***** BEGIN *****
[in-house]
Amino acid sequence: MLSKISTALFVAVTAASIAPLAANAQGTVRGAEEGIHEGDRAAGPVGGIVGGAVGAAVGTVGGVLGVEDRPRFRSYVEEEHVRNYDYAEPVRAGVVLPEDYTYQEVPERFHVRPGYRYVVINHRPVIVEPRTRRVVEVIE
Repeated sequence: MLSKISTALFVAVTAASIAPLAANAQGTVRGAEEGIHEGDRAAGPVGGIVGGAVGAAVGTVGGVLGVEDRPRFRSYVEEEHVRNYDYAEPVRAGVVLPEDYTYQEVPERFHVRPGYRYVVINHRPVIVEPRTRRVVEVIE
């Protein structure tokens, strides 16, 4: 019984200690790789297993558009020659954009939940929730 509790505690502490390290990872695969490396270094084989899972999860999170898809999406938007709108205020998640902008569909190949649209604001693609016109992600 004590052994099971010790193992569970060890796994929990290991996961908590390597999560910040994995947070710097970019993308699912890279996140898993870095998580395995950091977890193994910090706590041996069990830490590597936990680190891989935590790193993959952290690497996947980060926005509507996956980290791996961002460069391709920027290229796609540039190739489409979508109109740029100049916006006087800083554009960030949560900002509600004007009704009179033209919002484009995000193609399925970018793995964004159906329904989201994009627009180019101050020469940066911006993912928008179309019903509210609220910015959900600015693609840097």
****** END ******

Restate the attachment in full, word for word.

[in-house]
Amino acid sequence: MLSKISTALFVAVTAASIAPLAANAQGTVRGAEEGIHEGDRAAGPVGGIVGGAVGAAVGTVGGVLGVEDRPRFRSYVEEEHVRNYDYAEPVRAGVVLPEDYTYQEVPERFHVRPGYRYVVINHRPVIVEPRTRRVVEVIE
Repeated sequence: MLSKISTALFVAVTAASIAPLAANAQGTVRGAEEGIHEGDRAAGPVGGIVGGAVGAAVGTVGGVLGVEDRPRFRSYVEEEHVRNYDYAEPVRAGVVLPEDYTYQEVPERFHVRPGYRYVVINHRPVIVEPRTRRVVEVIE
């Protein structure tokens, strides 16, 4: 019984200690790789297993558009020659954009939940929730 509790505690502490390290990872695969490396270094084989899972999860999170898809999406938007709108205020998640902008569909190949649209604001693609016109992600 004590052994099971010790193992569970060890796994929990290991996961908590390597999560910040994995947070710097970019993308699912890279996140898993870095998580395995950091977890193994910090706590041996069990830490590597936990680190891989935590790193993959952290690497996947980060926005509507996956980290791996961002460069391709920027290229796609540039190739489409979508109109740029100049916006006087800083554009960030949560900002509600004007009704009179033209919002484009995000193609399925970018793995964004159906329904989201994009627009180019101050020469940066911006993912928008179309019903509210609220910015959900600015693609840097």